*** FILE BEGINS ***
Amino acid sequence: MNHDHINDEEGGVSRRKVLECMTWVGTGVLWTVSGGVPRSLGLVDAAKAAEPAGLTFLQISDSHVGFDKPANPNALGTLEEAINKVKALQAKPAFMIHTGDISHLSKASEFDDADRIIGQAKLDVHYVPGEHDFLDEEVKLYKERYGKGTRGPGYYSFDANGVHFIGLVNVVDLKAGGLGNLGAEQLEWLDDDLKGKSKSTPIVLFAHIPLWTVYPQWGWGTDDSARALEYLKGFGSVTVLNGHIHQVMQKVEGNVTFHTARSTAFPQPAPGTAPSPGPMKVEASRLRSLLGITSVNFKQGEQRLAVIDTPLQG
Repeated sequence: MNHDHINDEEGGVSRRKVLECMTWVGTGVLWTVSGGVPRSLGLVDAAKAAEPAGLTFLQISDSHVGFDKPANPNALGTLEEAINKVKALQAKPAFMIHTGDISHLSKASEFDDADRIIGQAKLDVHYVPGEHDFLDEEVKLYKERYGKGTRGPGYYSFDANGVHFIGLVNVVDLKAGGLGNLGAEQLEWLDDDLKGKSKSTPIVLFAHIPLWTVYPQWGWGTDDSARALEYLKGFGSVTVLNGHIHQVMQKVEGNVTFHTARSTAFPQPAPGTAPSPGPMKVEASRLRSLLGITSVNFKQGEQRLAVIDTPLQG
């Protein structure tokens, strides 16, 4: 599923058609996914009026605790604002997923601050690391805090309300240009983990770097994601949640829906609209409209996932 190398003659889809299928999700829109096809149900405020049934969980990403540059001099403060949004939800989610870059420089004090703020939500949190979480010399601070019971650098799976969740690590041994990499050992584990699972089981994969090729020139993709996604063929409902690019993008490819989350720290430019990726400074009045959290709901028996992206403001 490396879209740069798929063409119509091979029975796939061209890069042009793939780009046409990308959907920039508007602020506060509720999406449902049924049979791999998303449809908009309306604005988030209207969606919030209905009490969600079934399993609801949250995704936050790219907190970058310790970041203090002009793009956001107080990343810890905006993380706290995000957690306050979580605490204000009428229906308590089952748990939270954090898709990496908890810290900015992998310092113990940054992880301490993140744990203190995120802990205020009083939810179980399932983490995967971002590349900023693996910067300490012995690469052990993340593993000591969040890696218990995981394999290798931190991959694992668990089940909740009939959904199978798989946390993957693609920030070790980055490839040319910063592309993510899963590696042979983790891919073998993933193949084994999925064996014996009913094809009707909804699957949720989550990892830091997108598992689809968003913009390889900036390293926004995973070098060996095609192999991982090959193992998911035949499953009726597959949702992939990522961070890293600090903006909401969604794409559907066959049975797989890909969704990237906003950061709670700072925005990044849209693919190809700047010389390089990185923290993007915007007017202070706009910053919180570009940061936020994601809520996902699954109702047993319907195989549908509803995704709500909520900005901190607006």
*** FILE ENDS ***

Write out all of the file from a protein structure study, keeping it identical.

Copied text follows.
Amino acid sequence: MNHDHINDEEGGVSRRKVLECMTWVGTGVLWTVSGGVPRSLGLVDAAKAAEPAGLTFLQISDSHVGFDKPANPNALGTLEEAINKVKALQAKPAFMIHTGDISHLSKASEFDDADRIIGQAKLDVHYVPGEHDFLDEEVKLYKERYGKGTRGPGYYSFDANGVHFIGLVNVVDLKAGGLGNLGAEQLEWLDDDLKGKSKSTPIVLFAHIPLWTVYPQWGWGTDDSARALEYLKGFGSVTVLNGHIHQVMQKVEGNVTFHTARSTAFPQPAPGTAPSPGPMKVEASRLRSLLGITSVNFKQGEQRLAVIDTPLQG
Repeated sequence: MNHDHINDEEGGVSRRKVLECMTWVGTGVLWTVSGGVPRSLGLVDAAKAAEPAGLTFLQISDSHVGFDKPANPNALGTLEEAINKVKALQAKPAFMIHTGDISHLSKASEFDDADRIIGQAKLDVHYVPGEHDFLDEEVKLYKERYGKGTRGPGYYSFDANGVHFIGLVNVVDLKAGGLGNLGAEQLEWLDDDLKGKSKSTPIVLFAHIPLWTVYPQWGWGTDDSARALEYLKGFGSVTVLNGHIHQVMQKVEGNVTFHTARSTAFPQPAPGTAPSPGPMKVEASRLRSLLGITSVNFKQGEQRLAVIDTPLQG
């Protein structure tokens, strides 16, 4: 599923058609996914009026605790604002997923601050690391805090309300240009983990770097994601949640829906609209409209996932 190398003659889809299928999700829109096809149900405020049934969980990403540059001099403060949004939800989610870059420089004090703020939500949190979480010399601070019971650098799976969740690590041994990499050992584990699972089981994969090729020139993709996604063929409902690019993008490819989350720290430019990726400074009045959290709901028996992206403001 490396879209740069798929063409119509091979029975796939061209890069042009793939780009046409990308959907920039508007602020506060509720999406449902049924049979791999998303449809908009309306604005988030209207969606919030209905009490969600079934399993609801949250995704936050790219907190970058310790970041203090002009793009956001107080990343810890905006993380706290995000957690306050979580605490204000009428229906308590089952748990939270954090898709990496908890810290900015992998310092113990940054992880301490993140744990203190995120802990205020009083939810179980399932983490995967971002590349900023693996910067300490012995690469052990993340593993000591969040890696218990995981394999290798931190991959694992668990089940909740009939959904199978798989946390993957693609920030070790980055490839040319910063592309993510899963590696042979983790891919073998993933193949084994999925064996014996009913094809009707909804699957949720989550990892830091997108598992689809968003913009390889900036390293926004995973070098060996095609192999991982090959193992998911035949499953009726597959949702992939990522961070890293600090903006909401969604794409559907066959049975797989890909969704990237906003950061709670700072925005990044849209693919190809700047010389390089990185923290993007915007007017202070706009910053919180570009940061936020994601809520996902699954109702047993319907195989549908509803995704709500909520900005901190607006």